Speaking Parts

Speaking Parts ★★★★½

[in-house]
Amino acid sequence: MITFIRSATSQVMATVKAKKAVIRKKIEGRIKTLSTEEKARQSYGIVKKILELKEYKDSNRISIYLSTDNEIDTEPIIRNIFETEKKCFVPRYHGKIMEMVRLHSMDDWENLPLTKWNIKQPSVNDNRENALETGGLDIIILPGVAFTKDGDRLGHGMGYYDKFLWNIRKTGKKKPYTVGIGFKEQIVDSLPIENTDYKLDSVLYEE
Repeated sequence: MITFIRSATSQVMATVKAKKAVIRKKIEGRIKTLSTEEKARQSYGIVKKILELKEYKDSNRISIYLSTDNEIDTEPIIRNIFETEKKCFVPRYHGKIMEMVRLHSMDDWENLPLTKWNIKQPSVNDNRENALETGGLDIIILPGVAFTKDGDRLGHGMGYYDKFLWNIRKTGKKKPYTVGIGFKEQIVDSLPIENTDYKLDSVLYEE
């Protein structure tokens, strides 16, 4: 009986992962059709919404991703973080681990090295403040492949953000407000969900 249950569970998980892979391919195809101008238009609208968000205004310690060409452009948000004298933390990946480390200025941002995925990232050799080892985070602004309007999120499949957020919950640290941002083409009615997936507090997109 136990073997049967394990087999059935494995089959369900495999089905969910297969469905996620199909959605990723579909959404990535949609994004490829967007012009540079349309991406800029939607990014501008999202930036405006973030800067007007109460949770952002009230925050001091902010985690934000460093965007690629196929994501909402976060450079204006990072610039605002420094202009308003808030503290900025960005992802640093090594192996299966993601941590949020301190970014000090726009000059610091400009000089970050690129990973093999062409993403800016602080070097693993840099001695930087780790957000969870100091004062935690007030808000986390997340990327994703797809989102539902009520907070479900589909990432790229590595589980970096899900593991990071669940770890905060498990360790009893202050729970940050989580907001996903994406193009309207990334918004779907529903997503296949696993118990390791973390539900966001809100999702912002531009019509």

Egoyan’s best film; a pretty stunning meditation on relationships in relation to the image, the weird unreality of video interlacing with true life, and the inherent power of the false when rendered physical and tangible. The film exists in this state of wall-to-wall images— from the video store, to the conference calls, to the archived tapes. Every character exists in relation to screens, with their pasts, present and future all depending on them in some way. The disquieting atmosphere is Lynchian before the term became so ubiquitous in film language, as the central characters gradually converge and snippets of subtle clues interlace into dialogue and action. At one point a character states “there is nothing special about words”, which proves to be true once Egoyan pulls off an incredible ending that changes everything solely through images and the relationship he inimitably built between them and us during the previous 90 minutes. A perfect addition to this list I just made about the “analogue anxiety” of videotapes on film.

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